While some child’s potty training may not be an uphill climb and a lot easier, with some babies, it could be extremely demanding. Still, with patience worn as apparel, potty training can be achieved even if it seems difficult to others.

3. Stick to a Routine

In learning how to potty train a 1-year-old baby, you must be aware that sticking to a particular routine is the key.

You must also know that this consistency involves the rule, “Whatever you do at home with your potty training plan, you also need to do it elsewhere.

For instance, if you discover that your child enjoys reading a book while on the potty, then convince your child’s daycare provider about sending in a favorite book.

But you may encounter difficulty keeping to a routine outside your home, especially in daycare centers, because they may be too busy to customize potty training to each child.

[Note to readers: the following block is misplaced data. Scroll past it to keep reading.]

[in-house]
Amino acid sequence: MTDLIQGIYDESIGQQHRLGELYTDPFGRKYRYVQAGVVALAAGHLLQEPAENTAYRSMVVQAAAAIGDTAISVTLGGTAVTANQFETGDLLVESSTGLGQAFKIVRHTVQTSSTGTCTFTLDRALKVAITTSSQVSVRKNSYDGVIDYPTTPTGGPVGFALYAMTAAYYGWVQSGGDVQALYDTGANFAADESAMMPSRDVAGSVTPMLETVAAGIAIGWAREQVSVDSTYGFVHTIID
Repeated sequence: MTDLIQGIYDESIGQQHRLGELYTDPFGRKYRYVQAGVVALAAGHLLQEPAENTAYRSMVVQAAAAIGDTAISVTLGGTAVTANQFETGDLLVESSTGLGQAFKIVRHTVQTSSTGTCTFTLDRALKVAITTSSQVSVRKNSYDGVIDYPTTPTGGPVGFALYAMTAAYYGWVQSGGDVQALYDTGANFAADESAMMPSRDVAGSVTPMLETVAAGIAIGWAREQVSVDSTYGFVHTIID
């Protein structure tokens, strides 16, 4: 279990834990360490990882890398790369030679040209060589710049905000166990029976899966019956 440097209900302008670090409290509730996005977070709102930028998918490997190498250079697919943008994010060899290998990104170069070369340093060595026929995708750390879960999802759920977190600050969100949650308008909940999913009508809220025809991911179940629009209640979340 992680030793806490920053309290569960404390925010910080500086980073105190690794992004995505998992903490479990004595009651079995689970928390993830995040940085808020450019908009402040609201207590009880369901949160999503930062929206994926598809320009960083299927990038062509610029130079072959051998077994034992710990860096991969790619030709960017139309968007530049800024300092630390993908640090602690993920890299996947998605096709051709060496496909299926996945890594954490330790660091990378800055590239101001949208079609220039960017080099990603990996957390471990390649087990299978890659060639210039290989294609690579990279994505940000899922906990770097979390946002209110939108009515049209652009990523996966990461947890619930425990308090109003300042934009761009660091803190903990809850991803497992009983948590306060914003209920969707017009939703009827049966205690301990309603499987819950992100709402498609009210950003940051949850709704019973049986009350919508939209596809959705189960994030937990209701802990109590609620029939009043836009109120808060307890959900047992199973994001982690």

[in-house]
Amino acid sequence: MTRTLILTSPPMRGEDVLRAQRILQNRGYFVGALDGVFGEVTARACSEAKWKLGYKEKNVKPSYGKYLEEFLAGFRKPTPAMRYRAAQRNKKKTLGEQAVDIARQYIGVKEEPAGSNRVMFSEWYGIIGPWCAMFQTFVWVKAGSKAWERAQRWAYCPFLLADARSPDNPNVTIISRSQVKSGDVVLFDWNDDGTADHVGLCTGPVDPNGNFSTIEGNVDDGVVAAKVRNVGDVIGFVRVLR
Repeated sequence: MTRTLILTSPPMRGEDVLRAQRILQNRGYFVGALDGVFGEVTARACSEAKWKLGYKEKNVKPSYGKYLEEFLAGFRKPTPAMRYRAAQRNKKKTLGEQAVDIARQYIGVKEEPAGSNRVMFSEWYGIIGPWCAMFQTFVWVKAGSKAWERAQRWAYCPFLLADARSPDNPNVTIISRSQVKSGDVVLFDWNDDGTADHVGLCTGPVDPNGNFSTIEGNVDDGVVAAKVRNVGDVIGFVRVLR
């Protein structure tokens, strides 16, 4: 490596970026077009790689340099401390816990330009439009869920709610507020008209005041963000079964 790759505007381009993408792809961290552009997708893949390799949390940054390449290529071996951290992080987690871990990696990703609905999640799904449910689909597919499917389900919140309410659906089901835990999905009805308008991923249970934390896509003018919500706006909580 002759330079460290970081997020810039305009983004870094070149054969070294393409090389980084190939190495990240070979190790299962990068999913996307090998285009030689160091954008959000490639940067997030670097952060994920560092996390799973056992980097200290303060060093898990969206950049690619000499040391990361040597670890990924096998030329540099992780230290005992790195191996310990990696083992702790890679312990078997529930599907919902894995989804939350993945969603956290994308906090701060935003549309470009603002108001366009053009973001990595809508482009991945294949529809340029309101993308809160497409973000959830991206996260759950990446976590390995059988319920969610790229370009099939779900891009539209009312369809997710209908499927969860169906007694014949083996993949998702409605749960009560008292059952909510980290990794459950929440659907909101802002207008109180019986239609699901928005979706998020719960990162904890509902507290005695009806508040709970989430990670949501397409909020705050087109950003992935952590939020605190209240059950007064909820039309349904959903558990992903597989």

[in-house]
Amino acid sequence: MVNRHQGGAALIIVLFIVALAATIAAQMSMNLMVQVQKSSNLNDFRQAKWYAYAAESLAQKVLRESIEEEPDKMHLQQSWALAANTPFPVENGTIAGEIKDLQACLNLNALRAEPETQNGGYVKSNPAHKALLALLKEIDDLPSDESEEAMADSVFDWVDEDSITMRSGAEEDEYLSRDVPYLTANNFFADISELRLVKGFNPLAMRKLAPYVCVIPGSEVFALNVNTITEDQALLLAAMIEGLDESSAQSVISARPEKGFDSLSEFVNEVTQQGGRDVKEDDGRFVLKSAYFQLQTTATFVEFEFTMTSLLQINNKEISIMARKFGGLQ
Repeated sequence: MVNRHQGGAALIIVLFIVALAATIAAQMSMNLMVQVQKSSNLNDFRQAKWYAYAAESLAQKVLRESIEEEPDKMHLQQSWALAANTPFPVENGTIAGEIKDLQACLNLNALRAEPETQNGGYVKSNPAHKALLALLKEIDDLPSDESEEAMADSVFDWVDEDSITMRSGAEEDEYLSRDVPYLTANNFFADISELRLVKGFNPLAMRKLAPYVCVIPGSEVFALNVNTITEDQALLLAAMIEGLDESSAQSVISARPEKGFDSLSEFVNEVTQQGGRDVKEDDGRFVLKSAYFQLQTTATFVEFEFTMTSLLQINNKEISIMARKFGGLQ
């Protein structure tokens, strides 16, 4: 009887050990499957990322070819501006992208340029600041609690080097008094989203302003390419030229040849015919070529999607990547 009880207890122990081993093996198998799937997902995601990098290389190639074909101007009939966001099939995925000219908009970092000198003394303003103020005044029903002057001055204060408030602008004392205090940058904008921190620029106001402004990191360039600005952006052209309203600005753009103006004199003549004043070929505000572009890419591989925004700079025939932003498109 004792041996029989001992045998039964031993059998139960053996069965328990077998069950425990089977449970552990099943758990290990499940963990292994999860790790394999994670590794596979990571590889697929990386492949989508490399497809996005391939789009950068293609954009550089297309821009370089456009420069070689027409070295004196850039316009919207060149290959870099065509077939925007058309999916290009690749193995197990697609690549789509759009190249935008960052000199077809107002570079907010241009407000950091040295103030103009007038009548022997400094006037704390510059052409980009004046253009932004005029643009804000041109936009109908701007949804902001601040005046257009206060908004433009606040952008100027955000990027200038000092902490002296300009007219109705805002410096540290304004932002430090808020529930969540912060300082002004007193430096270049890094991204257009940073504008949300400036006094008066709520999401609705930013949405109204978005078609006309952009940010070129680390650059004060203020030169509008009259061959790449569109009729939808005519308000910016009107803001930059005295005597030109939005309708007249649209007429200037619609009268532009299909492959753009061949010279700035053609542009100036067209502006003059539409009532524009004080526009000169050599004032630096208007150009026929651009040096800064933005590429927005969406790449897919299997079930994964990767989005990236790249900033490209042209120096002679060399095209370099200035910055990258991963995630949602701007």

You have to seek their opinion on how best they can help you achieve success so that the training isn’t compromised or jeopardized. You can also try introducing whatever they have been using at the daycare to achieve success.

4. Use Rewards or Gifts

You notice the excitement and joy when your baby receives a gift or reward from you. The feeling is undiluted and is chuckling amazing. Who doesn’t like gifts or the mere mentioning of rewards?

Gifts have the power to work wonders, so when you reward your little one each time there is a success, you motivate him or her.

It tends to be magical, especially if he/she is made to realize that the gift resulted from the success of that particular potty training session.

I bet your baby will be looking forward to pottying training sessions, provided the gifts or rewards keep flowing in but do not spoil your child in the process.

Once the training has been achieved, then withdraw the use of gift bribes. Increasing the number of gifts when your baby wipes him or herself can be amazing.

Most babies are uninterested in learning how to wipe themselves, and the eventual practice of wiping can be a bit yucky for the baby. Introducing rewards or gifts can encourage your baby to learn potty training.

5. Be Consistent